I am proud of the fact that I have run for office. In 2006 and 2010, I was the Democratic nominee running for the 26th state senate district. I came very close to unseating a longtime Republican incumbent at a time when Democrats didn’t
win very many races in Delaware County. And, I am proud that I married a woman from Springfield, my wife Donna, and
that we are raising our fourteen-year-old twins, Connor and Christina.

Many of those things I’m proud of, however, were accomplished while I also faced a challenge: Parkinson’s Disease.

When I was I thirty-one, and an ambitious young litigator at a big firm downtown, I was diagnosed with young onset Parkinson’s Disease. And, suddenly, life became very real.
It didn’t seem to matter as much anymore if I worked at the biggest firm, or what floor of a glass tower my office was on or what awards I had won. Parkinson’s was a real-world struggle. The kind of “rubber meets the road” struggle people face when they come before a judge. In fact, Parkinson’s has taught me more about being a judge than any Ivy League school I attended or case I tried, or military post. Because, it taught me empathy.

A judge, a good judge, needs empathy, a fundamental understanding that every case is more than just facts and law, it is about the lives of people. It may be about someone who has been the victim of a crime, who has already done the most courageous thing just by coming forward. It may be about someone injured by negligence. It may be about someone with a business dispute, or a family in trouble.
An empathetic judge is able to see that in every case, there are people who are hoping. Hoping that someone will listen to their story and will decide their case with wisdom. We need empathy now, more than ever. Empathy is what tells us that you don’t separate children from their families at a
border. Empathy would not let us require those same children to face a hearing alone, without representation. Empathy tells us that victims of sexual assault shouldn’t be attacked for coming forward.

We live in strange times. More and more, when the other branches of government fail us, we look to the judiciary. 
Yes, it is important that a judge have a good education, years of experience and a record of service. But now, more than ever before, we must choose judges who also have the empathy for the human condition to apply them.
Political candidates are only supposed to talk about their strengths. But, I think it is important for me to ignore that wisdom.

It is hard for me to admit that I have a disability. Frankly, it takes a little courage for disabled people to put themselves out there and be part of the world. When you feel “different,” when people stare, or worse, when they look away, it is embarrassing. But, that is what I want to encourage disabled people to do. We have to participate in the world. We need to show up. Because, people with disabilities have something to contribute, something to say.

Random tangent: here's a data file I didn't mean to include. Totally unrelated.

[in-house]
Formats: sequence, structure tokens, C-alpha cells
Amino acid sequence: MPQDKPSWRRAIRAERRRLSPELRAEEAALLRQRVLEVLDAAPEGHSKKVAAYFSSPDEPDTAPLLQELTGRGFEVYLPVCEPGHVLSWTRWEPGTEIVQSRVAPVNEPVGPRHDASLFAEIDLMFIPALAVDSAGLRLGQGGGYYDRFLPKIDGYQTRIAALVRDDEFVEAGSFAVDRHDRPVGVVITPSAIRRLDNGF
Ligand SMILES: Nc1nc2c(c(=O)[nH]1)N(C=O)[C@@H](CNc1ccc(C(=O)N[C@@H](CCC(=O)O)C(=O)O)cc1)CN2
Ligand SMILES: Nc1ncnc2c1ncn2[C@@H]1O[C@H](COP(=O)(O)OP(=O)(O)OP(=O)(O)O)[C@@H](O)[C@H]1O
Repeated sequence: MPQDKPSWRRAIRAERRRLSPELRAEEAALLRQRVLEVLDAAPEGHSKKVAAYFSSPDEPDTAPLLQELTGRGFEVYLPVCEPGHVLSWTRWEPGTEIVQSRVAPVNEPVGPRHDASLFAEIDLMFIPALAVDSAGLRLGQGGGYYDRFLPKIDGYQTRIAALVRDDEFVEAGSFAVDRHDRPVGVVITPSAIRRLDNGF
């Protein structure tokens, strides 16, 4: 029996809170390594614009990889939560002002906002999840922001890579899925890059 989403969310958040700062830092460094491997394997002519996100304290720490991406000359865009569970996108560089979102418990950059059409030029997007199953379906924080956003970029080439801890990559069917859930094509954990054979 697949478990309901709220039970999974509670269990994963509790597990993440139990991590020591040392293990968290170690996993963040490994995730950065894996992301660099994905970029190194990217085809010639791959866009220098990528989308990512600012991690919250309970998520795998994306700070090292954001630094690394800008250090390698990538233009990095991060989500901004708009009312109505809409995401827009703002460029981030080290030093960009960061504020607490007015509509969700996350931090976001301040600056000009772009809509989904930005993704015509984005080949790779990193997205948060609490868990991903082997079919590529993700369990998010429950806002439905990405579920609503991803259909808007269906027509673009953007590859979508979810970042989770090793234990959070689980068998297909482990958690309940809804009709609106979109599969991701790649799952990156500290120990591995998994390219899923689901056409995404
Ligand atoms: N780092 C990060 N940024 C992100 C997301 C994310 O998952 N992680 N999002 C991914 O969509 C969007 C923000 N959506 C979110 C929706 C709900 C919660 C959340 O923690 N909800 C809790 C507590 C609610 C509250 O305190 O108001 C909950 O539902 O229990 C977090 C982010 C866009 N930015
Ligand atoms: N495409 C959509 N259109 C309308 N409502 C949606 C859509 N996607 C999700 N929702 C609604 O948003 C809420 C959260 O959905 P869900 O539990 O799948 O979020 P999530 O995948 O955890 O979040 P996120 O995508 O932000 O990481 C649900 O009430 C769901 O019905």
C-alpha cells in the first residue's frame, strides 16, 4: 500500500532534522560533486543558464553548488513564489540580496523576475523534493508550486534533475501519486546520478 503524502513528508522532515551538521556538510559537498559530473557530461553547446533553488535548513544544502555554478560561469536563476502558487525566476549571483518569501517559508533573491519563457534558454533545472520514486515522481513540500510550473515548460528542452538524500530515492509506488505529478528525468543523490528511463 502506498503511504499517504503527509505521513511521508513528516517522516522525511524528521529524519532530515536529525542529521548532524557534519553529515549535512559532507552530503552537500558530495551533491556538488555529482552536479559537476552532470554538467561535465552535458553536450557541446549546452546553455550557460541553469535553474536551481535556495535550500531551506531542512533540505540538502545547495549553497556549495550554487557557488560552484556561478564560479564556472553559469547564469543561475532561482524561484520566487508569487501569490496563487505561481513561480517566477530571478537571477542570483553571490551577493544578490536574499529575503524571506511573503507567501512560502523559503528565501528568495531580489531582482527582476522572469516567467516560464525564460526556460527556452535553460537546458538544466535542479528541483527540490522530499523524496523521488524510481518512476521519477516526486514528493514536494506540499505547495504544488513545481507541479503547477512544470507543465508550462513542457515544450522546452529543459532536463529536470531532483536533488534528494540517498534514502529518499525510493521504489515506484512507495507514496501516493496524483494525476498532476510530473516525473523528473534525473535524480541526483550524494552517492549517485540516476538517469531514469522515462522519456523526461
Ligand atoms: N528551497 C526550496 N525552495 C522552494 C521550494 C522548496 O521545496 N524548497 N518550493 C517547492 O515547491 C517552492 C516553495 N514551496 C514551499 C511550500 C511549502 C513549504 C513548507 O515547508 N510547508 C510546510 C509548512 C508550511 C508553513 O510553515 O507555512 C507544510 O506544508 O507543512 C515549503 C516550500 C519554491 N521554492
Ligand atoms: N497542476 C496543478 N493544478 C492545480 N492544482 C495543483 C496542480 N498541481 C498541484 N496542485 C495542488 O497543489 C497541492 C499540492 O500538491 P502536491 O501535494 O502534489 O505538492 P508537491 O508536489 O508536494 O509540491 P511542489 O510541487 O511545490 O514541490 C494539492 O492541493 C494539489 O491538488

That is why I am running for judge, because I am qualified. And to prove that having a disability does not mean you are disqualified. And so, I hope you will consider supporting me.

Stephanie Klein


My name is Stephanie Klein, and in early January I will be formally declaring my candidacy for one of the four vacancies on the Delaware County Court of Common Pleas. Over the years, I have met many Delaware County Democratic Committee members. For those of you whom I have not yet had the pleasure to meet, I would like to introduce myself.

I was honored to serve for 18 years as the Magisterial District Judge for Media, Nether Providence and Swarthmore. I was the first Democrat and first woman elected to the position. I was first elected in a district with a 2-1 Republican majority and subsequently was re-elected twice.

I went to law school because I wanted to use the law to help people. I was hired out of law school by legal aid to represent veterans in their appeals of their less than honorable discharges and of denial of VA benefits. Many of these veterans had lost all hope in the system. By listening to their stories and accompanying them to hearings, I was able to help many of them restore their honor and access sorely needed veterans’ benefits. Later, I represented poor clients denied benefits like unemployment and Social Security Disability to appeal at administrative hearings, and in state and federal court.

When my family and I moved to Pennsylvania and Delaware County, I had the opportunity to clerk for Delaware County’s last Democratic judge, Edward Lawhorne. I experienced first-hand how a fair and thoughtful judge could positively impact both the litigants in his courtroom and the broader community. After Judge Lawhorne lost his re-election bid, Delaware County Legal Assistance in the City of Chester hired me to revitalize their volunteer attorney program. Over five years, I recruited several hundred attorneys to advise and represent clients who otherwise would lack legal representation and advice.

In 1995, I ran for Magisterial District Judge. What fueled my run was my clients’ stories: veterans and the disabled denied benefits to which they were due; domestic violence victims seeking protective orders; tenants facing eviction and homelessness; seniors ripped off by the unscrupulous, to name a few. As a judge, I was intent on listening to every litigant’s story to ensure that each had the opportunity to be heard. And I was determined to try to offer every single litigant a fair day in court.

Every day I came to work mindful of my judicial oath and determined to adjudicate cases fairly and impartially and but also convey to each litigant that I recognized the importance of their case. A license suspension, a collateral result of a traffic conviction, could result in loss of a job because a person could no longer travel to work. Eviction might result in homelessness. Truancy was a symptom of trouble at home and continued absenteeism could result in failure to graduate. I worked with litigants on both sides to come up with alternatives, like substance abuse or mental health treatment instead of jail, or an agreed payment plan instead of an eviction. These alternatives made a difference. I am most proud of getting kids back to school in truancy cases. For example, several years ago, I ran into a formerly truant student who had an undiagnosed mental health issue that kept her out of school. She beamed and thanked me for helping her- she graduated high school and was doing well in college.

My philosophy as a Magisterial District Judge, the philosophy I will hold as a Common Pleas Judge, has been informed by my clients as an attorney and all my litigants as a judge. Cases are not just about applying statutes-- a cut-and-paste style of justice-- cases are about people.

2018 was an amazing year for the Delco Dems. I am so excited about our achievements and I look forward to even more successes in 2019. I would like to wish everyone a wonderful holiday season filled with family and friends and a happy and healthy new year.